Why should the "self published" author pay the markup on the printing of the book that lulu charges? They are not the middleman in my mind, they are the printer, unless the name lulu is worth a 300% mark up.

Don't get me wrong, lulu is good at what they do and their business model obviously works for them. I can't figure out why it works for the self published author.

Christine N.
10-17-2007, 01:04 AM
Lulu is just a printer. They're not a publisher. So the author didn't 'sell' the book to anyone. They wrote, edited, formatted and uploaded the book to a company that will print it. The author is the publisher in this case. And, just like any publisher, they have to purchase an ISBN and pay the printer.

If a small press wanted a distributor, they'd have to pay for that too. Granted it would be a better distribution company than what Lulu gives ya, but it'd be far more expensive too. Most distribution companies provide sales forces and such.

Lulu has overhead too - advertising, webhosting, employee salaries, etc.. So even if they charged you cost, they need to pay their bills. It's not that much they're 'padding'. And digital printing is more expensive.

There are probably cheaper places, but many are only open to publishers with more than one title.

MarkP
10-17-2007, 02:01 AM
If Lulu is just a printer, why do they take royalties on the books that they are suppossedly not publishing and distributing?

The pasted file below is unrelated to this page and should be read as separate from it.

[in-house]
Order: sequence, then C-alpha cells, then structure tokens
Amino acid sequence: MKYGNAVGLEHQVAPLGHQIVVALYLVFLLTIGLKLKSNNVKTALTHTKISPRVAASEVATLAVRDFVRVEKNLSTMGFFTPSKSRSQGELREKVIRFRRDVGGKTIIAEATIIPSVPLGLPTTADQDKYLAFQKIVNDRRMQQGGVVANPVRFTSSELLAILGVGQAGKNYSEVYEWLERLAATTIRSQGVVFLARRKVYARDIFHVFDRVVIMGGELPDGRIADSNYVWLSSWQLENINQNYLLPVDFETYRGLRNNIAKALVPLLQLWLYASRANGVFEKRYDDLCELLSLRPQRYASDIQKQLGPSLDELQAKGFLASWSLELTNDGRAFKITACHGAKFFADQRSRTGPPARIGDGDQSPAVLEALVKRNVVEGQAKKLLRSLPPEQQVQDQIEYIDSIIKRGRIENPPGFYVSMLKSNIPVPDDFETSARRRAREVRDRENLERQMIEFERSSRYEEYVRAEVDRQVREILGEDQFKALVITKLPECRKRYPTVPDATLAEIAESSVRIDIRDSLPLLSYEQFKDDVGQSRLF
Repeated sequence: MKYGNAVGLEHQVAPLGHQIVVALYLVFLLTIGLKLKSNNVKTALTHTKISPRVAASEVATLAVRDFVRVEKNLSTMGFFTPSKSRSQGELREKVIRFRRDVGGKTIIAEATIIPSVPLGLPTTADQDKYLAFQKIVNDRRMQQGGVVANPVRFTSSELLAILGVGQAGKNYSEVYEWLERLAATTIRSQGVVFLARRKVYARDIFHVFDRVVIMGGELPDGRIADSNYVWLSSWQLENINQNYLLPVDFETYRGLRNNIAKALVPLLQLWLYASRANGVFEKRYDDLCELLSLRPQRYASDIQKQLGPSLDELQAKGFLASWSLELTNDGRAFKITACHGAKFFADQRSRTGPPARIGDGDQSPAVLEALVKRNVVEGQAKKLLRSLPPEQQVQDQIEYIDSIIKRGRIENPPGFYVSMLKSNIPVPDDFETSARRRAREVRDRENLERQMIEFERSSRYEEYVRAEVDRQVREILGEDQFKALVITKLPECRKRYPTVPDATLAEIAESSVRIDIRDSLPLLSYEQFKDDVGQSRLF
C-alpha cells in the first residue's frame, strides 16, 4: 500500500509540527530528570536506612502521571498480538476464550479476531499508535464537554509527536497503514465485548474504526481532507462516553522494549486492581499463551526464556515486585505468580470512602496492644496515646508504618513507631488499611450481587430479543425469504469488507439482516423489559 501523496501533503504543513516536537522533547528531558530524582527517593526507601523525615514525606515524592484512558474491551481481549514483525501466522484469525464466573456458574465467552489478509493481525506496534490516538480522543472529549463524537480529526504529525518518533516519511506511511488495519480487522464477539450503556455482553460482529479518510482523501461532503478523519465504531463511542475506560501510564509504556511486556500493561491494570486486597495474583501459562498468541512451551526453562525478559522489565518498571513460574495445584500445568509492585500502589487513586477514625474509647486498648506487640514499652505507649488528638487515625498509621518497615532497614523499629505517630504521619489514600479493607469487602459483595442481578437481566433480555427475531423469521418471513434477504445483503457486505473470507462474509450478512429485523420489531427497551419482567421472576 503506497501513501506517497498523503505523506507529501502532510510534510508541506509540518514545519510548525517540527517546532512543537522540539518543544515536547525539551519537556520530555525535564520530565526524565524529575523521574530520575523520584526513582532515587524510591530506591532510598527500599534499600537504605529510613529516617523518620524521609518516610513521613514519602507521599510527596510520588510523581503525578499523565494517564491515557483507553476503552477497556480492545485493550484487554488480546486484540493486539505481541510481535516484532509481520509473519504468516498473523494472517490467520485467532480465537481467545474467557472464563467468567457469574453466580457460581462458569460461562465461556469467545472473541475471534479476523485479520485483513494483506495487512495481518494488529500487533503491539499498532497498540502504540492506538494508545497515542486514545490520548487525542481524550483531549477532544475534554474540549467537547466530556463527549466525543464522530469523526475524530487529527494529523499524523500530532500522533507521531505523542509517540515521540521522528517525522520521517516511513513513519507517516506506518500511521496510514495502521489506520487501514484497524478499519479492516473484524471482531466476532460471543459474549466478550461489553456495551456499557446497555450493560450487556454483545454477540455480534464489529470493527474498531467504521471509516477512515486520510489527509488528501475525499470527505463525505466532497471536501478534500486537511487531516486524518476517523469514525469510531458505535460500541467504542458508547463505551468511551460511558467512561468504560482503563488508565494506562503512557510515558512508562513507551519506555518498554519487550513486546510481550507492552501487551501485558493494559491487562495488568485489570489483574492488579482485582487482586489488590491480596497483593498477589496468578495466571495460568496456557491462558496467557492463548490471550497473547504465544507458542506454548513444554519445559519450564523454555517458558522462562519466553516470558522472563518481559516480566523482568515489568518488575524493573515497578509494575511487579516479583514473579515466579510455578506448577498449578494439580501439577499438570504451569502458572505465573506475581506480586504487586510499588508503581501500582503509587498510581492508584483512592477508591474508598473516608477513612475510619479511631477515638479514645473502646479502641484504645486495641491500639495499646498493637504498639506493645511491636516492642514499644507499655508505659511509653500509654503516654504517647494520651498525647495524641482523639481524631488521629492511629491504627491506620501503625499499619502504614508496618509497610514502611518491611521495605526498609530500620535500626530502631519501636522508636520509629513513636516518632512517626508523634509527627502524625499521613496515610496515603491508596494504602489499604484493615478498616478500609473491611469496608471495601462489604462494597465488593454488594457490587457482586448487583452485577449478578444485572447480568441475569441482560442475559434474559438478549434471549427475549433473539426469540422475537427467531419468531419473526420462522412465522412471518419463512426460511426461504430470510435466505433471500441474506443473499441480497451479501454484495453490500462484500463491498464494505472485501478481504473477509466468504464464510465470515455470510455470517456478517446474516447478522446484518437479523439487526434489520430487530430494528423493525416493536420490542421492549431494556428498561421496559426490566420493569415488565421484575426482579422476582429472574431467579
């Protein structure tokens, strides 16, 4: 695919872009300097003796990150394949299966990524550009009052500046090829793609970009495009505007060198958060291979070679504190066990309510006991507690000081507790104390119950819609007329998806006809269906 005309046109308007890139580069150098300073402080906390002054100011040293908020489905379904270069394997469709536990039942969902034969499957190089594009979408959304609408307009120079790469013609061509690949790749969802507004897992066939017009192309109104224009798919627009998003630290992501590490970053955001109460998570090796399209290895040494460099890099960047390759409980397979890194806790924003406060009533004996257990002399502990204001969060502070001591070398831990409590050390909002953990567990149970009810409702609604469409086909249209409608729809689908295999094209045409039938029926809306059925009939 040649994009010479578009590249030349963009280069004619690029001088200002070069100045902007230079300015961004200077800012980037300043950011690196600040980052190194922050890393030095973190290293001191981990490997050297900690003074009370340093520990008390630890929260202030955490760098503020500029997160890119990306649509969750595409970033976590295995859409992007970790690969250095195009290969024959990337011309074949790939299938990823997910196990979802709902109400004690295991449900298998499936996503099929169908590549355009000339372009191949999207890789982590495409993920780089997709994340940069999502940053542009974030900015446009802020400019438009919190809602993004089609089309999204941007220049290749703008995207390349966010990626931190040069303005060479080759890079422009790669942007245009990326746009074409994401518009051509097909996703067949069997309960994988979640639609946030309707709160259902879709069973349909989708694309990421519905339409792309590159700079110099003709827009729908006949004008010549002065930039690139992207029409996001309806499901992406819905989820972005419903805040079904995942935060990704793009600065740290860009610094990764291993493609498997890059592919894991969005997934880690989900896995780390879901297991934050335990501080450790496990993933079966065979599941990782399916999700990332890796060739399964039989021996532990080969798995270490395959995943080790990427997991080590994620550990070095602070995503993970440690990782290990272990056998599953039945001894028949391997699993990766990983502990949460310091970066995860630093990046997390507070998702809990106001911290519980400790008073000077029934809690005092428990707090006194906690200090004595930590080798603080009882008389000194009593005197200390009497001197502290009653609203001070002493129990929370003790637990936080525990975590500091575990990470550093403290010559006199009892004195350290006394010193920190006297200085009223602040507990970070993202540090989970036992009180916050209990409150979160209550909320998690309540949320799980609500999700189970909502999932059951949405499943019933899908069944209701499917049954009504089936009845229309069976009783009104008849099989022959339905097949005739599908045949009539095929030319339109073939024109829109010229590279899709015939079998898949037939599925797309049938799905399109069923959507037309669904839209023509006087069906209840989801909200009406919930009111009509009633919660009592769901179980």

Again, this is not meant to condemn Lulu. I just don't understand why people are willing to pay such absurd printing prices for books that could be printed for so much less. By the time the book hits the market, it is basically impossible to sell at a price where the author will make any money.

Maybe there is another way?

Christine N.
10-17-2007, 04:16 AM
They're not taking royalties, AFAIK. They've added to the price of manufacturing to ensure they make a profit. Just like any other retailer would. Does the bookstore take a royalty? No, they get a discount, sell it at cover price and pocket the difference. They're a business they need to make money.

The author sets the royalty price, as much above base price as they want to make per book.

I agree there are probably cheaper alternatives, but with Lulu, like many other places, you're paying for convenience. Lulu is easy and has a good product. I made up a 100 page book of family history. Included journal entries, b&w photos and a family tree chart. Picked a stock cover.

Cost me $6 and change per copy. Cheapest Christmas gifts I ever bought. Granted I wasn't trying to make a profit on them. But for something like my little project, it was perfect. No muss, no fuss.